The ANS is saddened to report the passing of one of the greatest researchers of English linguistics, Professor Randolph Quirk, at the age of 97 on 20 December 2017. The founder of the Survey of English Usage, Professor Quirk’s publications include such legendary works as the Comprehensive Grammar of the English Language which he co-authored with Sidney Greenbaum, Geoffrey Leech, and Jan Svartik. Since its initial publication in 1985, this work has been one of the international standards of linguistics references. In honour of his stellar scholarship, Professor Quirk became a Commander of the Order of the British Empire and was knighted in 1985. A detailed biography of this luminary can be found at the University College London website.
The award-winning publisher of Groundwood Books, Sheila Barry, died on November 15 at Mt. Sinai Hospital due to complications from cancer. An advocate for children’s literature that championed the rights of children and adolescents, the Newfoundland native was the publisher of Canadian children’s literature was a trailblazer in the industry. Among the many critically-acclaimed works she helped to bring to the market over the course of her impressive career was the New York Times’ 2017 pick for Best Illustrated Children’s Book: Town is by the Sea by Joanne Schwartz and Sydney Smith. Barry’s passion, positivity, and light will be sorely missed but never forgotten.
On the 23rd of October 2017, Iona Opie, internationally recognized folklorist of children’s literature and childlore passed away at the age of 94. Along with her husband, Peter, her legacy includes such publications as The Oxford Dictionary of Nursery Rhymes (1951) and The Lore and Language of Schoolchildren (1959).
Their first publication was I Saw Esau (1947), a slim precursor of the wide spine of The Oxford Nursery Rhyme Book (1955). The Opies applied years of rigor to an oral culture too commonplace to have received attention before: their scholarship, informally communicated, was important to the postwar discovery of the words of ordinary people. “It took 50 generations to make up Mother Goose,” Iona said. “Nursery rhymes are the smallest great poems of the world’s literature.”
In the September 2017 Newsletter of the Australian National Placenames Survey, the editors report the death of Vern O’Brien. Affectionately known as the “grand old man of Australian toponymy”, O’Brien was instrumental in researching and documenting the origin of named geographical features throughout the Northern Territories. Among his impressive list of scholarly accomplishments, O’Brien was the Surveyor-General and the Director of Lands in Darwin and served as a prominent member of numerous scholarly toponymic organizations such as the Committee for Geographical Names of Australia, the Genealogical Society of the Northern Territory, and the Historical Society of the Northern Territory.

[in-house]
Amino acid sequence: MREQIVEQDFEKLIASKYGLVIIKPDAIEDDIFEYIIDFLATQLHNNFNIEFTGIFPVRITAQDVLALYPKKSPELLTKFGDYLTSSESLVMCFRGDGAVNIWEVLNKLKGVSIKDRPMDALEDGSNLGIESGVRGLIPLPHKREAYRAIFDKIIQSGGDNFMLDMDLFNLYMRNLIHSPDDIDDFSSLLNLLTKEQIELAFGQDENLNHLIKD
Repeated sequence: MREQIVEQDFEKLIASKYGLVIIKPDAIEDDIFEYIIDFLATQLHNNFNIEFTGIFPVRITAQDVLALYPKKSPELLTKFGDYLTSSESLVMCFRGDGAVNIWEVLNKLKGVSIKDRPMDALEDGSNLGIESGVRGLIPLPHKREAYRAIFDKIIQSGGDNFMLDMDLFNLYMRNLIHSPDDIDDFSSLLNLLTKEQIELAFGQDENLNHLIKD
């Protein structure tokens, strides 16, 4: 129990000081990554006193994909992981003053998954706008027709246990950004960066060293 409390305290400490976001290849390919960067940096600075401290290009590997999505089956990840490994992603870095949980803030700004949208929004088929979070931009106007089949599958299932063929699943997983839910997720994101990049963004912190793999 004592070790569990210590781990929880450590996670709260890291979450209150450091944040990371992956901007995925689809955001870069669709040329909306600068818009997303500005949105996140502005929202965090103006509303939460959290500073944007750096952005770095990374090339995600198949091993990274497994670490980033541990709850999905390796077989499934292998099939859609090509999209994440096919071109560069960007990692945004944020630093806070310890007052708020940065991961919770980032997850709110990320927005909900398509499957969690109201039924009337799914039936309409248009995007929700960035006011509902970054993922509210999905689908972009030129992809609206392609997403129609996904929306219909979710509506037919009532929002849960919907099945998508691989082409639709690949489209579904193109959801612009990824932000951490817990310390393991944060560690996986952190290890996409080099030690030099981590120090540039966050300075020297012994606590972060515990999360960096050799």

The officials of the Australian National Placenames Survey (ANPS) recently announced the passing of Australian toponymist, William Noble, the former editor of the ANPS Bulletin. Among his many publications is the New Holland Dictionary of Names. This reference offers detailed information on thousands of personal names in Australian use. William, or “Bill” as he was most often called, is survived by his wife and their three sons.
Bill was the editor of the ANPS Bulletin, the predecessor of Placenames Australia, and designed the original masthead. Bill’s work in toponymy was just one aspect of his wider interest in name studies (onomastics), and in 2003 he published Names from Here and Far, the New Holland Dictionary of Names. The dictionary records and explains thousands of personal names in Australian use and is a celebration of Australia’s ‘glorious mix of names from over 150 cultures’.